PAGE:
Pairing Wine and Cabbage


Cabbage is such a diverse vegetable. It can be used to make cabbage rolls, salads (such as Coleslaw, or added to a salad for an additional crunch), as a side dish to corned beef, turned into sauerkraut, or mixed in with a stir fry.

Raw Cabbage and Wine Pairing

Eaten as a salad (such as coleslaw), the cabbage will be raw, and at its strongest in terms of flavour. A Sauvignon Blanc will pair up whether the Salad has a cream or vinaigrette base. Sauvignon Blancs are crisp, yet have a high acidity, letting them cut through the Cabbage’s flavour, or creamy dressing. The acidity in a Sauvignon Blanc will also match a vinaigrette dressing. Albariño is another favourite with cabbage, found in a salad, or perhaps a Thai Spring Roll.

A Gewurztraminer is another excellent choice for raw cabbage. Raw Cabbage seems to have a certain spiciness about it, which is complimented by the spiciness you often find in a well made Gewurztraminer.

Cabbage Rolls & Wine

With Cabbage rolls, our favourite pairings would be a Malbec or Zinfandel. Zinfandel is extremely food friendly and play well with the different components of the Cabbage Rolls, such as meat (whether it be beef or pork), the Cabbage, or any sort of tomato sauce on the Cabbage roll.

Malbec work in a similar fashion. They are a little spicier on the tongue, which is perfect for the meat component. They are also bright and mid-bodied wines, so they don’t overshadow the cabbage.

Corned Beef, Cabbage, and Wine Pairing

For this dish, a Beaujolais is our recommendation. Beaujolais are light, but high in acidity. The acidity allows the wine to cut through the fattiness of the corned beef, and the lightness of the wine does not overwhelm the cabbage, and is refreshing against the saltiness of the corned beef.

Corned Beef & Beer Pairing

The obvious pairing for this traditional Irish dish would be an Irish Stout such as Guinness or Murphy’s.  And this is a great place to start!  Irish stouts offer a great counterpoint to the saltiness of the corned beef.  Another fantastic pairing is a Scottish Ale which offers a less bitter bite and highlights the subtle sweetness in the dish. The rich, caramel malt adds a sugary touch to the cabbage and the sweetness of the beer contrasts the corn beef’s saltiness.  Finally, our favourite pairing would have to be an Irish Red Ale, which has both the sweetness of the Scottish Ale, and the contrasting bitterness of the Irish Stout.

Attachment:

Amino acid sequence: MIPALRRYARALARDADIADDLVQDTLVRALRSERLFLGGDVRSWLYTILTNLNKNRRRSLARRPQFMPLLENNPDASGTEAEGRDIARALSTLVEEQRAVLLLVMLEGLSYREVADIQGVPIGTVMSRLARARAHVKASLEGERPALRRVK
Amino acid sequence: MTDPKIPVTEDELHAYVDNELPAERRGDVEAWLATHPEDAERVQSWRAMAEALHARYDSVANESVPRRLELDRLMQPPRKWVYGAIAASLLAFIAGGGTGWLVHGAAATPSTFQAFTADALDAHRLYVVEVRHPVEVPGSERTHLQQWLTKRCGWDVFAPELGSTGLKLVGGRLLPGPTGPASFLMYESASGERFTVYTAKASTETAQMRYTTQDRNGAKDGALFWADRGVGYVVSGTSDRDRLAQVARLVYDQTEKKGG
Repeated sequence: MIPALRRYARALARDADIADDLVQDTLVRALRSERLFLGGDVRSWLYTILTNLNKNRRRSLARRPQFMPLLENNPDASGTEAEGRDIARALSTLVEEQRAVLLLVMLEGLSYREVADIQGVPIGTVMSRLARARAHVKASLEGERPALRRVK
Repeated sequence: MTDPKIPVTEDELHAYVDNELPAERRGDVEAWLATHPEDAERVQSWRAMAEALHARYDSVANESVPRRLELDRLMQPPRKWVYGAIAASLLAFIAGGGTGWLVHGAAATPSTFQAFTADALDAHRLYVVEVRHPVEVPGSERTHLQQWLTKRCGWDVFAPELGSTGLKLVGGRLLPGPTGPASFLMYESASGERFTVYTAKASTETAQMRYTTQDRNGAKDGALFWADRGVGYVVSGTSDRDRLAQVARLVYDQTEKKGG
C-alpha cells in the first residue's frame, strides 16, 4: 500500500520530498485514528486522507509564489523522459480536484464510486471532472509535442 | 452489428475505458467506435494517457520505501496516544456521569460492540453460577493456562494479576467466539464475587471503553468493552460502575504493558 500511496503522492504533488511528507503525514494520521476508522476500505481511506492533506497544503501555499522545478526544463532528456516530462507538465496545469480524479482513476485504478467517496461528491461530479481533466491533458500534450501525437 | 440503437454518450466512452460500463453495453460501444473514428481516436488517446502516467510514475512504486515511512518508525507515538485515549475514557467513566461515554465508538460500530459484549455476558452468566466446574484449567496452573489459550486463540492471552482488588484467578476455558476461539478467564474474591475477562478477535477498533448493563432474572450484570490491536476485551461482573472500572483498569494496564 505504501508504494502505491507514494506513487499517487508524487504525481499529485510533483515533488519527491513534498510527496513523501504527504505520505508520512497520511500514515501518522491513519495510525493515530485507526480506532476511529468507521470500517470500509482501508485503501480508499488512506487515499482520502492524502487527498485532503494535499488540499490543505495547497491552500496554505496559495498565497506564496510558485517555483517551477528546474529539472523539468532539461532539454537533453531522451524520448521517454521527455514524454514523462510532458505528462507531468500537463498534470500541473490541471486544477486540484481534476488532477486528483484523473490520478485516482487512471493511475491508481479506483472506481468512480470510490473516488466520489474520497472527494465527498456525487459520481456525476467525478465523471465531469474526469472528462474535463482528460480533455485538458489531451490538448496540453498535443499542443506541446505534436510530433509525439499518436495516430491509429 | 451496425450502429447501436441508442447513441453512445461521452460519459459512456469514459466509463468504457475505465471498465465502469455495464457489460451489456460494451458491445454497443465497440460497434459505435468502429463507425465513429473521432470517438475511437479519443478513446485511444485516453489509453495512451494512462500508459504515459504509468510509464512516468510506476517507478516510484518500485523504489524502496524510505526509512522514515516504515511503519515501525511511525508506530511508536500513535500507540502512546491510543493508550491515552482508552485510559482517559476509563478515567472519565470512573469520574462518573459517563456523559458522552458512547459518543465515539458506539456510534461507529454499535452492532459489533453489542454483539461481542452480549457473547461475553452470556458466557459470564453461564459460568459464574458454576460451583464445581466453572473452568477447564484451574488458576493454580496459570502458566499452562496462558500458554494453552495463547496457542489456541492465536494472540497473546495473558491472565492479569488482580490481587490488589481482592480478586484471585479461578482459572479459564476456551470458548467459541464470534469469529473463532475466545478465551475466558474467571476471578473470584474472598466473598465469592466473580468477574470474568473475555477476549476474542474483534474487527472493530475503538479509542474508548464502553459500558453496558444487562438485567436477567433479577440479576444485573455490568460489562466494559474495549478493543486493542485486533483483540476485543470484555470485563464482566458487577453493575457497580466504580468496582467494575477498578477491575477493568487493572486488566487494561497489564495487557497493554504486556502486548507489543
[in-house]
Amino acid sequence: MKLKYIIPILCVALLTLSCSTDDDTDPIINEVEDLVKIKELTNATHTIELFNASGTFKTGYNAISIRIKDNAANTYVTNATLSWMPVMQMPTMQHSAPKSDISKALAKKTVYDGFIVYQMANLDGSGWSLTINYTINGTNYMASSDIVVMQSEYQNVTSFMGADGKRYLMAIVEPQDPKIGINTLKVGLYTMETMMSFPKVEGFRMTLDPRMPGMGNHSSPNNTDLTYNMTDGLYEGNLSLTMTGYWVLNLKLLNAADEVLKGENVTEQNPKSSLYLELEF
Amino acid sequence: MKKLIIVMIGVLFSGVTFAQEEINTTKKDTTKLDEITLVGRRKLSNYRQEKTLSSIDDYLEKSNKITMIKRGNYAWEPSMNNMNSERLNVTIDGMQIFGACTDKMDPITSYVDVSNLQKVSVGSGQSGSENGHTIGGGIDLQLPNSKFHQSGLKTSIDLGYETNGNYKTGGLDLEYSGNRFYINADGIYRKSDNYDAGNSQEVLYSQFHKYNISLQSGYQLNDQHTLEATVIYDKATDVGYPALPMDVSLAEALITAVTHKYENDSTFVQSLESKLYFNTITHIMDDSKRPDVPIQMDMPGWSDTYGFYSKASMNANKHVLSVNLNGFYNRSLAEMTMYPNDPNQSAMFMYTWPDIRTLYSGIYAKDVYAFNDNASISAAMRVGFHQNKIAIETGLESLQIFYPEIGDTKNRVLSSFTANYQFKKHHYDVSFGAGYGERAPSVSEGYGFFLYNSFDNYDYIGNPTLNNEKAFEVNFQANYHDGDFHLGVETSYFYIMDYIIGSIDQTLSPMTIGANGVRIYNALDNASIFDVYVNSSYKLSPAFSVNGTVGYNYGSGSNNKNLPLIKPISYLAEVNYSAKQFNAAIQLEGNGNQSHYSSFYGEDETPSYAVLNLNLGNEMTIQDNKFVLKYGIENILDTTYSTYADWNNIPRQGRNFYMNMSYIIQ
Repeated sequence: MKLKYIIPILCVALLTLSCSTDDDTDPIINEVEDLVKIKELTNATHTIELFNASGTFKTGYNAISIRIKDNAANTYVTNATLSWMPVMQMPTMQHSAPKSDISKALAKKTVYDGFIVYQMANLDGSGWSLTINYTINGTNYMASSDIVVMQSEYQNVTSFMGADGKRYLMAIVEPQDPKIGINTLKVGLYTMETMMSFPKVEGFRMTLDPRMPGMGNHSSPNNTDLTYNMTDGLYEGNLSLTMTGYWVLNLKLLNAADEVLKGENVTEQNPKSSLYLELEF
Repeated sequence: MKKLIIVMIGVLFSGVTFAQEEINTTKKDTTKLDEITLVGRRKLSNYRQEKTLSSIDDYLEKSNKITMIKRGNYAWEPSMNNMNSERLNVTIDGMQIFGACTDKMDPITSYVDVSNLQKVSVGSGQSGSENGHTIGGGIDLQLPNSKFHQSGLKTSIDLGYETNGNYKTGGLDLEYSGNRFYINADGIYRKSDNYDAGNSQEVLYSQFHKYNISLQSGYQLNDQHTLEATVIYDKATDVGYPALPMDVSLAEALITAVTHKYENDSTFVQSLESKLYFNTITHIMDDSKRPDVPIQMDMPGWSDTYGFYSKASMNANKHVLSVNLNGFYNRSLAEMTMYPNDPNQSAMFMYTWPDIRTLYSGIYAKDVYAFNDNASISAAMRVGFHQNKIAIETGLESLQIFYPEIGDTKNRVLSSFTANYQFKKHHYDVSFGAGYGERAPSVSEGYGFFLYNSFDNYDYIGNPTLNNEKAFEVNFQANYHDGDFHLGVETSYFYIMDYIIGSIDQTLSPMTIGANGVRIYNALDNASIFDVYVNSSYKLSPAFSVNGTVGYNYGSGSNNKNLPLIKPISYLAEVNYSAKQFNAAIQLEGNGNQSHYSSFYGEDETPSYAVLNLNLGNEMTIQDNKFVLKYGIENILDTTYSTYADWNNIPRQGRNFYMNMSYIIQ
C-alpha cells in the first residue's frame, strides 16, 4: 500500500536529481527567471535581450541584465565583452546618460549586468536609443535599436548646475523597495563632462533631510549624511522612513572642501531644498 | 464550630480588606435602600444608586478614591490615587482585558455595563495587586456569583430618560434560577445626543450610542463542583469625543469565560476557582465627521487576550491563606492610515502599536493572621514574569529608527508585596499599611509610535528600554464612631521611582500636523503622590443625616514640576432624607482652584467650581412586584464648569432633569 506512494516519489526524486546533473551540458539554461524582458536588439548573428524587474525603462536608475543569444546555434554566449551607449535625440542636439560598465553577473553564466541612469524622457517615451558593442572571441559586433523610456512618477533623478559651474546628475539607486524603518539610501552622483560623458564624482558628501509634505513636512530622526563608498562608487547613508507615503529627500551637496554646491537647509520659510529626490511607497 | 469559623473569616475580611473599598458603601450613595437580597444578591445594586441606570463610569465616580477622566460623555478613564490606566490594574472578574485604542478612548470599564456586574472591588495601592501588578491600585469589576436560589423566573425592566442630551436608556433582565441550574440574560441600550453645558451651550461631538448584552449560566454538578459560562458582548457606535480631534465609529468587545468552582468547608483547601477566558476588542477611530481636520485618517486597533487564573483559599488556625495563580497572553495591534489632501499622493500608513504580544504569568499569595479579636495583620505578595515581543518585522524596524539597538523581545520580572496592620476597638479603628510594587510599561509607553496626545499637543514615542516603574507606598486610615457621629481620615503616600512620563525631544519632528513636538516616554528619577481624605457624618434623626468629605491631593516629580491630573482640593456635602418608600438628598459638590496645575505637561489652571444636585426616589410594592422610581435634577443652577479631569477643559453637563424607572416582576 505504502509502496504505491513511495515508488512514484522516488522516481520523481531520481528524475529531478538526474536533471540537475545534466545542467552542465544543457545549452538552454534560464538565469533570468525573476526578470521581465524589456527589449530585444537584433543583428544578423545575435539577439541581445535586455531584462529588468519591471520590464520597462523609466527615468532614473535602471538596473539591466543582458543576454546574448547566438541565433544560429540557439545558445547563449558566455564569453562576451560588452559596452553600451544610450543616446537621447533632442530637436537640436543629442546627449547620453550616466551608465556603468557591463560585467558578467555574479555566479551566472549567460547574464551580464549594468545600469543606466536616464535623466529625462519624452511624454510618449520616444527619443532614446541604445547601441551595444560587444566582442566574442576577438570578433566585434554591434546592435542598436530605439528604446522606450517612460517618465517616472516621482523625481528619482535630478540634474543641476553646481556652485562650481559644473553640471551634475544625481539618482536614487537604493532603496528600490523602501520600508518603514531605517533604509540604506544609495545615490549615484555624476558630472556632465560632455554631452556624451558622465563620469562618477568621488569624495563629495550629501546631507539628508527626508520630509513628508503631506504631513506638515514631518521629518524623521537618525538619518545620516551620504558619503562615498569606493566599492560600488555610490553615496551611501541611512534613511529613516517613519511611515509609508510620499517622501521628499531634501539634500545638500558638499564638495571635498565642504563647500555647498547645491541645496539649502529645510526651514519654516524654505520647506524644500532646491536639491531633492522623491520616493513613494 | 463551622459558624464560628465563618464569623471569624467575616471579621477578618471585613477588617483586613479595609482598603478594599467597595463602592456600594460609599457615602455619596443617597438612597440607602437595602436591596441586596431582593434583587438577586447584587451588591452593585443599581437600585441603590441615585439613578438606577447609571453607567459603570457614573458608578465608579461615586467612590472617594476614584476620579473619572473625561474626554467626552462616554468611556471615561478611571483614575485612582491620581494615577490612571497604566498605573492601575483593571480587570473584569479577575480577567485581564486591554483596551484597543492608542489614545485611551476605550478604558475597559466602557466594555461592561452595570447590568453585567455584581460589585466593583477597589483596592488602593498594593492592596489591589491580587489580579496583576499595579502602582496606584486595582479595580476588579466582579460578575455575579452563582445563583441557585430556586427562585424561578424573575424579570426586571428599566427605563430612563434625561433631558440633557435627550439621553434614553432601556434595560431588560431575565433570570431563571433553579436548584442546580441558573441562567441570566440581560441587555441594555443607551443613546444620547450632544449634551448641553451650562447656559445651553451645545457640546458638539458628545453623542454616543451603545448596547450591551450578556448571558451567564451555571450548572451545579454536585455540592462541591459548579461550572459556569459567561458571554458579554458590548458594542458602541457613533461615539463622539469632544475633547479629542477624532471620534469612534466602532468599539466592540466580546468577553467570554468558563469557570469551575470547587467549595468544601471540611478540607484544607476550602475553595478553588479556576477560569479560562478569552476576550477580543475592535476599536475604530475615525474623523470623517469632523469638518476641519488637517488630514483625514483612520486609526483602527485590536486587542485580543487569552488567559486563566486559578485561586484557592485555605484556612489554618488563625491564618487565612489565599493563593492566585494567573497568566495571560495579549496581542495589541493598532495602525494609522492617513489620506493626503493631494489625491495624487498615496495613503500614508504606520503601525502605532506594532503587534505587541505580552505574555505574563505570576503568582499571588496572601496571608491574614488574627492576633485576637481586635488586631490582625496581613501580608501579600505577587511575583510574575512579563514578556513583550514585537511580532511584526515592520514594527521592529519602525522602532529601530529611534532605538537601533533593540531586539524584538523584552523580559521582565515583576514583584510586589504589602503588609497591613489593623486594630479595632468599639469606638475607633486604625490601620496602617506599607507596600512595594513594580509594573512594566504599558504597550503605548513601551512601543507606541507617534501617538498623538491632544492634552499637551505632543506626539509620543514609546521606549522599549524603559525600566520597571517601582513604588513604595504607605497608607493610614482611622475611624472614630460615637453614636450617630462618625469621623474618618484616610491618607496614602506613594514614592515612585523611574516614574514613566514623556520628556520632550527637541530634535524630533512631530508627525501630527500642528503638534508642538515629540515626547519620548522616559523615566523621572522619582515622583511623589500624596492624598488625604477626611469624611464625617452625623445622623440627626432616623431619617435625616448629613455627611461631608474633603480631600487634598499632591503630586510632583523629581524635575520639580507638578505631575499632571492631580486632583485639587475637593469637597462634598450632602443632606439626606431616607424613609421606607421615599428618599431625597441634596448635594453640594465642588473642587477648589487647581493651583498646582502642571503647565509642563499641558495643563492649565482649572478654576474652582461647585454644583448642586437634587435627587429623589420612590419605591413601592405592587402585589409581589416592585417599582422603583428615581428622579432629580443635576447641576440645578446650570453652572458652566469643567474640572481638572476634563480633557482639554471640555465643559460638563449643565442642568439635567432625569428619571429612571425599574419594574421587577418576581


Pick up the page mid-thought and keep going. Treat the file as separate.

Sauerkraut and German Wine Pairing

 

A Cabernet Franc is a surprisingly great match. Cabernet Franc on its own tends to have a sourness about it, that makes your mouth pop. While Sauerkraut can be overly tangy, sometimes taking away from the dish that it is accompanying. When paired together, the tangyness of each cancels one another out, allowing you to enjoy the black cherry flavours of the wine.

sauerkraut and sausage

German Gewurztraminer and Riesling are also other excellent choices. Again, the tangy notes of these wines are cancelled out when matched with Sauerkraut, bringing out the flavours of the dish. A Riesling will also be a welcomed relief to the taste-buds if the Sauerkraut is on a spicy hot sausage.

 
 
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